Curious commands also help you ask questions that are short and easy to understand. When you’re nervous, it’s easy to ramble on and accidentally ask a question that confuses the participant (see double-barreled questions). If that happens, try rephrasing in a curious command format.
Asking questions that get the participant to tell you a story is a great way to learn how users think from start to finish.
For example, try to learn about how a user does something:
- Imagine you just got budget to hire a new designer. How would you go about advertising the job?
- Tell me how you would work with your hiring team on this job?
- Can you demonstrate how you use this website to check the performance of your job post?
- When you [are in this situation], how do you get started?
Or ask the participant to chronologically recount events from their life:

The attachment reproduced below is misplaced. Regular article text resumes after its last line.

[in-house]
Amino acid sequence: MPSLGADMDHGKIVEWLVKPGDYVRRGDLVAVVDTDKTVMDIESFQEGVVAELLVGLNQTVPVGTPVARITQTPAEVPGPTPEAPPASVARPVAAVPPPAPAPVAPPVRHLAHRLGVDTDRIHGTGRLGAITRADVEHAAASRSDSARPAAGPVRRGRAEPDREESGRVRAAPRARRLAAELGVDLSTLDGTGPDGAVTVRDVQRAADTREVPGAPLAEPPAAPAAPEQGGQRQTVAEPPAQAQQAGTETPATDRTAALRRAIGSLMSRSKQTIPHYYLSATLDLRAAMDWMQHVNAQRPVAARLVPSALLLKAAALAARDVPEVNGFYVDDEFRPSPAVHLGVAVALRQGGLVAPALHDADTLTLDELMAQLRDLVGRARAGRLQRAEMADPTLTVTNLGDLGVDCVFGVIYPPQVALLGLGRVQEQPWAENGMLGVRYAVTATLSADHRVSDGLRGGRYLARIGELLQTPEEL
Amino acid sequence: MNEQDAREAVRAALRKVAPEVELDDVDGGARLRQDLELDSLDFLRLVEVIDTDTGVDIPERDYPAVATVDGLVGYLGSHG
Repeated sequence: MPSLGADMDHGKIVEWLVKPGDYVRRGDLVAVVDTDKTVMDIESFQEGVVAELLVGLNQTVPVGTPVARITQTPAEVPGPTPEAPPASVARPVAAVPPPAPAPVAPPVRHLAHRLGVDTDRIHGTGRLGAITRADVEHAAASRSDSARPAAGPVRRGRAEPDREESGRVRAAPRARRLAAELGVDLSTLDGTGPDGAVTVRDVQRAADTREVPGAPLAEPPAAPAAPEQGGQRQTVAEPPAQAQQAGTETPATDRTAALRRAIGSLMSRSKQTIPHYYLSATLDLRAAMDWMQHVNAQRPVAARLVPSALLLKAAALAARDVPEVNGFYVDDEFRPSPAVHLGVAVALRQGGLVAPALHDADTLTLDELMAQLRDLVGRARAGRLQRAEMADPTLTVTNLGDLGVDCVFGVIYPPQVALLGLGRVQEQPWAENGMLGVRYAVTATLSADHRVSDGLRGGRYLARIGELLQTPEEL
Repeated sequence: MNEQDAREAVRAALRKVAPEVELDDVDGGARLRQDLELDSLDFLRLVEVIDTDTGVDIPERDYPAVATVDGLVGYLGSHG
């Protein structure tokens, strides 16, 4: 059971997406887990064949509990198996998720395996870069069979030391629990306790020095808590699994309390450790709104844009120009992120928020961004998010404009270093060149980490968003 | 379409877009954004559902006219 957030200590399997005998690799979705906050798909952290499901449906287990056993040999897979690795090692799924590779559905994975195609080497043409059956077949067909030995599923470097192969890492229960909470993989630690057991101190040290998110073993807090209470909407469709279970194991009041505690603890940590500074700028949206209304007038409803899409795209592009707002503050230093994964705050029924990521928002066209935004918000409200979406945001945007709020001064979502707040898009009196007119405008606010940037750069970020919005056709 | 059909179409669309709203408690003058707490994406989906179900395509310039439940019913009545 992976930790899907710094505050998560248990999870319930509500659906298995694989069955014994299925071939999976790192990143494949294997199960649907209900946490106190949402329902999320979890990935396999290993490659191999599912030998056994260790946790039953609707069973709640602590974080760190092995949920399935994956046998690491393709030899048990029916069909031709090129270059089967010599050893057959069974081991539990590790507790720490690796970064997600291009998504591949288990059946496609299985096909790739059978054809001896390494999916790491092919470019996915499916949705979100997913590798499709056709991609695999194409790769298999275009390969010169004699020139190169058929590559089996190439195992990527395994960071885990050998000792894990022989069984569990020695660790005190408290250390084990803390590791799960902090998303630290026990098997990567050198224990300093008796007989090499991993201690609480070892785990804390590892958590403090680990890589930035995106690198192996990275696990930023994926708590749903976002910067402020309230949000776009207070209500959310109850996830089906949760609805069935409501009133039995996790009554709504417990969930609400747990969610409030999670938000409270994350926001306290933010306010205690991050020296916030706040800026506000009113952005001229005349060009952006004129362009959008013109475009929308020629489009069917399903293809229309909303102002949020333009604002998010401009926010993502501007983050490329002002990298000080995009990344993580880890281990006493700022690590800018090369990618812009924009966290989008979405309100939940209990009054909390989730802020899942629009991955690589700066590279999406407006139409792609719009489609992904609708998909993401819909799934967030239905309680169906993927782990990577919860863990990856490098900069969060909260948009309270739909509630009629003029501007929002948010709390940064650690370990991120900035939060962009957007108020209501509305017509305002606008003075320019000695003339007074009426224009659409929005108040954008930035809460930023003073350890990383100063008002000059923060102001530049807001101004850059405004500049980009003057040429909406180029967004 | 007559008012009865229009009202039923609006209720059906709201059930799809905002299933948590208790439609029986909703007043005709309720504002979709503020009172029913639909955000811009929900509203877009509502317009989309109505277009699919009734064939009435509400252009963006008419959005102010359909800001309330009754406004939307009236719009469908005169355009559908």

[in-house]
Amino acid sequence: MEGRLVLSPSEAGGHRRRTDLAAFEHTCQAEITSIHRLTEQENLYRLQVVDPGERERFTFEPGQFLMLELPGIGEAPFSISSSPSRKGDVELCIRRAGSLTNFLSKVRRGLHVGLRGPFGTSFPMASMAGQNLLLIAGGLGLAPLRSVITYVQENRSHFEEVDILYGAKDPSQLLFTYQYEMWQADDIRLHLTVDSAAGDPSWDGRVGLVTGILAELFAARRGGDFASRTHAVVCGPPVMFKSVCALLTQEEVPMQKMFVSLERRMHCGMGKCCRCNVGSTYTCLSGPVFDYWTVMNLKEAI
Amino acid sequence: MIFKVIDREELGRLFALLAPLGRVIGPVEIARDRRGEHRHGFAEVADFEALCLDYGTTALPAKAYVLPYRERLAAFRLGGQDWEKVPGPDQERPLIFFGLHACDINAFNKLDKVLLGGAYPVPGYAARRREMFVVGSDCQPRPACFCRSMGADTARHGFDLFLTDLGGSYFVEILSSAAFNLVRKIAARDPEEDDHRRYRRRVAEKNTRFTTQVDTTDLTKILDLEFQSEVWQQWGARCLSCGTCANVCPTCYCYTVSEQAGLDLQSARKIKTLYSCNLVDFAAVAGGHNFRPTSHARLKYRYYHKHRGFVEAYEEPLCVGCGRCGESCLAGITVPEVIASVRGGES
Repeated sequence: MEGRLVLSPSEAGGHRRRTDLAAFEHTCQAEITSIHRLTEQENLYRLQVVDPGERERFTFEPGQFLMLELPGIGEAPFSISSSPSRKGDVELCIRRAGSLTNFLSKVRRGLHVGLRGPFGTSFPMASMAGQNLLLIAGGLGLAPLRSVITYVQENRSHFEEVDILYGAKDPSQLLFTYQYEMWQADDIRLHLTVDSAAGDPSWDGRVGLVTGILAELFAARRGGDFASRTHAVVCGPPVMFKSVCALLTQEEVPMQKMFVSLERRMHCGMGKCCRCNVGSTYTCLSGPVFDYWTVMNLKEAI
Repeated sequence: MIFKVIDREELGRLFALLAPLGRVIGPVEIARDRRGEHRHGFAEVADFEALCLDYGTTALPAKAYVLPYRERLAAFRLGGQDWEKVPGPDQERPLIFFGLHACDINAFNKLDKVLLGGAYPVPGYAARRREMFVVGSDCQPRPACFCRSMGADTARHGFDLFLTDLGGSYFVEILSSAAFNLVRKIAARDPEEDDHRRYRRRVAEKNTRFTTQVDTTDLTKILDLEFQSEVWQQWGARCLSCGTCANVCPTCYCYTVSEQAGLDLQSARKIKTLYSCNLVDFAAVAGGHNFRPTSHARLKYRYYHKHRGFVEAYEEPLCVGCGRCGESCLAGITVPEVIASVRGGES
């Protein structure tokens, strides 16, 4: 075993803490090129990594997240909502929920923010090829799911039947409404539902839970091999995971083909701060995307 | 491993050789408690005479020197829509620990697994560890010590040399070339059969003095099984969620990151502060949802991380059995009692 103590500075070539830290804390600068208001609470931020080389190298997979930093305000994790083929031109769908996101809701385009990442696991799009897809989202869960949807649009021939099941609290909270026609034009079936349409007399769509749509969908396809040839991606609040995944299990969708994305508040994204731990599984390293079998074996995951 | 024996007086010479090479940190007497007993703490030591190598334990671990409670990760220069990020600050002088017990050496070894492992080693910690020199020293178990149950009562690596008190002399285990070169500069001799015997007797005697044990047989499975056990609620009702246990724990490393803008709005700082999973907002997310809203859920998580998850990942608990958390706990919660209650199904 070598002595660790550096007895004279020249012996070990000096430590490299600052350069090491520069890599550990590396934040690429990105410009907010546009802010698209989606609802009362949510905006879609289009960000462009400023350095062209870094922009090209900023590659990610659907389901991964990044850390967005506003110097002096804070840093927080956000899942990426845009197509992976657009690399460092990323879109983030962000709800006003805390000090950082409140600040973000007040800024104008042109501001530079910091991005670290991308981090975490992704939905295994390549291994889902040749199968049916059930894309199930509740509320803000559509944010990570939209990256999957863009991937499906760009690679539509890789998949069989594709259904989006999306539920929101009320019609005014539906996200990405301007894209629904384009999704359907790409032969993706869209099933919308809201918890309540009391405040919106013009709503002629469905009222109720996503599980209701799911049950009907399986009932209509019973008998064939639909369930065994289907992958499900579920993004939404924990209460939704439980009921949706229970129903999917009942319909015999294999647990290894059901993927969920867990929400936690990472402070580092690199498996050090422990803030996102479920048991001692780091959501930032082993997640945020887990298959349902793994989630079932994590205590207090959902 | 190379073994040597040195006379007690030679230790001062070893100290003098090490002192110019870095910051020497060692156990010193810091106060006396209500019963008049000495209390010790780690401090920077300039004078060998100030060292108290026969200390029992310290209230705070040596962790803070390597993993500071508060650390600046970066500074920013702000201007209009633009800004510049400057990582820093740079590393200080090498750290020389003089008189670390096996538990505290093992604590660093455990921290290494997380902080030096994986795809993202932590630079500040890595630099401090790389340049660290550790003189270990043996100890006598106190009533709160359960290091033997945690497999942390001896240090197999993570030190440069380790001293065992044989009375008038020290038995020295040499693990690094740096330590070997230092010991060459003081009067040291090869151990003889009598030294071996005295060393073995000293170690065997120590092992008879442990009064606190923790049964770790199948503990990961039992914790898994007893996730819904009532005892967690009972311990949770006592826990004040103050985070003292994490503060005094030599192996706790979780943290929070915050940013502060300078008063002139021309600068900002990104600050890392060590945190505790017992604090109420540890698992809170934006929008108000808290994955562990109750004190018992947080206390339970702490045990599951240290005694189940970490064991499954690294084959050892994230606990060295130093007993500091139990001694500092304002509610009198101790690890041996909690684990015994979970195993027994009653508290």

- Tell me about the last time you took a picture on your phone. What did you do first?
- When you planned your last vacation, how did you get started?
- Walk me through a normal day at work, from when you arrive to when you leave.
Storytelling questions have great bang-for-your-buck; you only have to ask one question to generate a lengthy response from your participant.
Discussion Guide: Focused Questions
● Be sure to gently segue from the opening
questions to the questions relating to your
research goals. For example, if you are looking
to validate the need for a pizza delivery app, you
might first ask about food preferences.
● To elicit specific and accurate information, ask
users about a specific time in the past when
they were in situation.
● Example: Describe what went through your
head the last time you decided to order a pizza